- This means you need to shift your focus from cardio to weightlifting. Work on increasing your strength with compound lifts from the military press, squats, deadlifts and bench presses. Gals, aim for a rep range of 8 to 10 and guys, 4 to 6.
- Do this on top of a proper diet (don’t worry, we’re getting there) and you will see a huge increase in your overall strength and muscle size. Your body is going to be on its way to having a leaner, more athletic look.
Cut Back on the Cardio (steady cardio)
When you supply your body with a lot less energy than what you need, sure you are going to lose weight. Guess what else you’re going to lose? Muscle. And the speed of your metabolism.
Now, cardio isn’t your enemy, especially if you’re trying to build muscle and stay lean at the same time. But steady cardio fails you, doing excessive amounts of it aren’t going to do you any good.
Research shows that the longer you make your cardio session, the more it’s going to impair strength and potentially cause hypertrophy.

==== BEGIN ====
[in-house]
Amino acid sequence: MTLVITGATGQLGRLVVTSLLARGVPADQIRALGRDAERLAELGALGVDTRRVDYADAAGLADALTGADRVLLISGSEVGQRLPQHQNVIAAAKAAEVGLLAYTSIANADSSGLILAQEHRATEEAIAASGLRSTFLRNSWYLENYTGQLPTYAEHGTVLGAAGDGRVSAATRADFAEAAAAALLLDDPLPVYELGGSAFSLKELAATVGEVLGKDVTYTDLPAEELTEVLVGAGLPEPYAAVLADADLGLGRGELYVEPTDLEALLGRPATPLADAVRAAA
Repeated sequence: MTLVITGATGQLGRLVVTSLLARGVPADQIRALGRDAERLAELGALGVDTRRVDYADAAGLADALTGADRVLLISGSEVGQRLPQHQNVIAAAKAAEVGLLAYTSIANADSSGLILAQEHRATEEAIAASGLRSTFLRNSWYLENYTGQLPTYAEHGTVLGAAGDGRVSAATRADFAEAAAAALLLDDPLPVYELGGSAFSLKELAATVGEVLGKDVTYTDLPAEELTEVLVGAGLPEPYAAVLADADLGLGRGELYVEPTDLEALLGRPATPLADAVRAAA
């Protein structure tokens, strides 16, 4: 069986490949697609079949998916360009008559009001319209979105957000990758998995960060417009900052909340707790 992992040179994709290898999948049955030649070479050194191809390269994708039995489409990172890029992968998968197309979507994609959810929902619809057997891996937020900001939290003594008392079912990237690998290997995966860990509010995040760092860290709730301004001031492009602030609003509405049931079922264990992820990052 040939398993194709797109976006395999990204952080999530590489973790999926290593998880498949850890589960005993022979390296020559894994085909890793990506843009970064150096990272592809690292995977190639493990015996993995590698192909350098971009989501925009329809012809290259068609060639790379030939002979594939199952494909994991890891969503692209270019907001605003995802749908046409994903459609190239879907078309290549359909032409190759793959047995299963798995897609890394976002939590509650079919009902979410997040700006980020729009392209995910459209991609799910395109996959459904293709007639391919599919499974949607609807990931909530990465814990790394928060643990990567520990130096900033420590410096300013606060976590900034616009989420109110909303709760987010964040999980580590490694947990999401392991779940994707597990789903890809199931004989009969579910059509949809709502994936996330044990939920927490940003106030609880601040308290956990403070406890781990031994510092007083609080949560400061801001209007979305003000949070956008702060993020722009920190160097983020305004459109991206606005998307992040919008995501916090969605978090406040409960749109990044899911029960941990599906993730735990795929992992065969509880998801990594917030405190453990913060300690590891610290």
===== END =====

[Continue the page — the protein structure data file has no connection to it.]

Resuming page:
This is why you need to keep your cardio sessions relatively short. You want to go for long enough that you’re going to see some fat loss, but not long enough that you’re going to damage your muscles. The best way to do this?
Check out our high intensity interval training tips to torch fat and build muscle.
If your goal is simply to be lean, muscular, and healthy, you never have to do more than 1 to 2 hours of cardio per week.
Yes, you read that correctly.
Here’s what it all comes down to:
- Limit your cardio to 1 to 3 sessions per week when bulking and 2 to 4 sessions when cutting.
- Do high-intensity interval training unless you have a good reason to do steady-state cardio.
- Keep your cardio sessions relatively short (30 minutes or less is best).
Follow these rules of thumb and your cardio will never get in the way of your goals.
All in all, being skinny fat sucks but you certainly aren’t alone. We all have things we’d rather change about our bodies. With a little help, we can all get there. Remember, ample protein, caloric deficit and HIIT workouts are your best bet for building muscle and losing fat.
If you focus on getting your body fat percentage down, and then weightlifting, you will see a huge increase in your overall body composition. There’s no better time than the present – this will only get harder to do the older you get, so get to it. Brush off those weights in the basement, clean out the pantry so you have clean, healthy food, and renew that gym membership. All you need is a little jumpstart to start your transformation